ALIWeb search engine

8. Milk.com

Milk.com is an awesome website to check out if you’ve got some extra time on your hands. The website started in 1994, and since then, it has barely changed. With a very simplistic, minimal design, the website has some interesting things to say.

Dan Bornstein, known as Danfuzz for mysterious reasons, is a web developer and the creator of Milk.com. The website is filled with his quirkiness. (We had a good hour-long laugh while researching it. Thanks, Dan!) Just like Ling’s Cars, Milk.com has a lot to say about the creator.

Counterintuitively, Dan has nothing to do with the dairy industry. And he’s very clear about it. Even though the name may throw you off, just like it does for many others who email him regarding milk problems, Dan explicitly confirms that he has no connection with any milk production.

For instance, Dan has some very interesting answers to frequently asked questions.

Milk.com FAQs

From some witty letters and stories to Dan’s replies to emailers, the website is filled with interesting material to explore.

The design is as 90s as it gets. It doesn’t seem to have undergone any changes since its launch. But there’s plenty of material to keep you hooked for an hour or two.

9. San Francisco FogCam!

The San Francisco FogCam! is the oldest webcam in the world. The website came out in 1994 and has changed very little since then. In fact, there’s barely any difference.

The website is still functional. It updates the pictures it takes every 20 seconds. The University of San Francisco is the one behind its creation. Although it isn’t something you’re likely to look at for a long time, every once in a while, you can find a bunch of interesting pictures.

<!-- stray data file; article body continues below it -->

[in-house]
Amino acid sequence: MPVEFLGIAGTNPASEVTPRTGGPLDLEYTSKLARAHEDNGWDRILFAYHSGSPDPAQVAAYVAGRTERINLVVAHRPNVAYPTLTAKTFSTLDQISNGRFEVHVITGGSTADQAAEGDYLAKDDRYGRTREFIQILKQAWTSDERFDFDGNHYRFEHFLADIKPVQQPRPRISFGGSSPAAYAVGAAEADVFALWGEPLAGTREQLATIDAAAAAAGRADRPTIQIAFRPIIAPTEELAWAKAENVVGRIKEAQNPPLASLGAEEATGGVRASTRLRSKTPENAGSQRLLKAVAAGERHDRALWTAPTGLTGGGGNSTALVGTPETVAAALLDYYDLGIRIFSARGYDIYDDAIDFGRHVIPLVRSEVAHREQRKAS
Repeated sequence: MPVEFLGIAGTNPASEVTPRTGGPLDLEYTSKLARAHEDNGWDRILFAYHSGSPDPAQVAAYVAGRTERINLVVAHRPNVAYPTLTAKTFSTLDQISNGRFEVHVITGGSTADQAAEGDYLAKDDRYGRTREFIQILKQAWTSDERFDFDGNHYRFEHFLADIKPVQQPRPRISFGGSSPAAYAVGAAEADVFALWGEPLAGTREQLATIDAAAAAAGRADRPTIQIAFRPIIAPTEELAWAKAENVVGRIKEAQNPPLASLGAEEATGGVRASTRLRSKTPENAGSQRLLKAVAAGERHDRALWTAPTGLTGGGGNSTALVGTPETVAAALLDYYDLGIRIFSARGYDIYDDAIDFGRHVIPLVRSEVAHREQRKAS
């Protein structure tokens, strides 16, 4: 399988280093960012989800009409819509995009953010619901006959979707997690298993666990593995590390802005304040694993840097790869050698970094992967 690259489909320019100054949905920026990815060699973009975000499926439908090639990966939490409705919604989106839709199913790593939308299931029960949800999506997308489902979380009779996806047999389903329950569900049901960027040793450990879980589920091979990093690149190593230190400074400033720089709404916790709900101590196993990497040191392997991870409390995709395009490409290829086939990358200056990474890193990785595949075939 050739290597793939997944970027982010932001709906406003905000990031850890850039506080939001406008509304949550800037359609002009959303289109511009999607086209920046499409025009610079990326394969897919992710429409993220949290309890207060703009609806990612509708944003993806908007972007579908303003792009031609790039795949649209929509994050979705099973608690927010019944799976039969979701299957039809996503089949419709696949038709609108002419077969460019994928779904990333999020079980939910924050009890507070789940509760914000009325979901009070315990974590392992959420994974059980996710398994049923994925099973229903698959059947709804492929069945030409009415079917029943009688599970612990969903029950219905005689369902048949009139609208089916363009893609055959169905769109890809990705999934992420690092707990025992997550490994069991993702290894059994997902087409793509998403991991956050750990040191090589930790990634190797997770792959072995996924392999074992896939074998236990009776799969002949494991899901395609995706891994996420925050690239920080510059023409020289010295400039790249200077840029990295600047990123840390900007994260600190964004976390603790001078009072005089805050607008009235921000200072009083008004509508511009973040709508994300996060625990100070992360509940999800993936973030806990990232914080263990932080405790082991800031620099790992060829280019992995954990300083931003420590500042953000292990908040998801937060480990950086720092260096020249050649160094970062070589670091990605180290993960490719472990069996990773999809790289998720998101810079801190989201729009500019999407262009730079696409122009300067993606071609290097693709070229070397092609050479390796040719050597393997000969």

Created by Jeff Schwartz, also known as Webdog, and Dan Wong, also called Danno, the FogCam! is another Internet relic that is loved by many.

The website is practically just a simple page, so there haven’t been any changes in the design.

More than a design, the website reflects the ideas of the 90s that have made it into the modern world.

10. CNN’s OJ Simpson Trial Page (1996)

OJ Simpson’s trial is one of the most documented trials of all time. That it has a website of its own isn’t surprising. CNN’s OJ Simpson Trial Page has everything you’d need to know about the trial.

To top that off, it is a very 90s-looking page. We can’t guess as to why it’s been kept so simple and primitive, even though CNN has a decently modern web design.

In any case, the trial page offers insight into everything from suspect to victim and from arrest to sentence. You can also find related stories on the page and learn about the aftermath of the trial and how the news media has been keeping up with the case.

With a minimal design, the trial page has links to further readings that are just as simple as the trial page itself.

We like to think this simplicity is deliberate, but in any case, it constitutes an interesting 90s website design that is still available for people to navigate and learn about the case.

CNN’s OJ Simpson Trial Page (1996)


If you’re willing to look around, you might come across many more interesting websites that reflect 90s website design. Even if some of the websites weren’t made in the 90s, with the wave of new ideas, there has been a surge in 90s website designs.

Designers are breaking UI norms and letting creativity come into play. This is the same line of thinking as it was back in the 90s when you sat down to create a website. With new ideas and unique thinkers, we’re likely to see some exciting changes and revolutions in the website design industry even in the future.

As such, 90s website design, being as iconic as it is, isn’t going anywhere.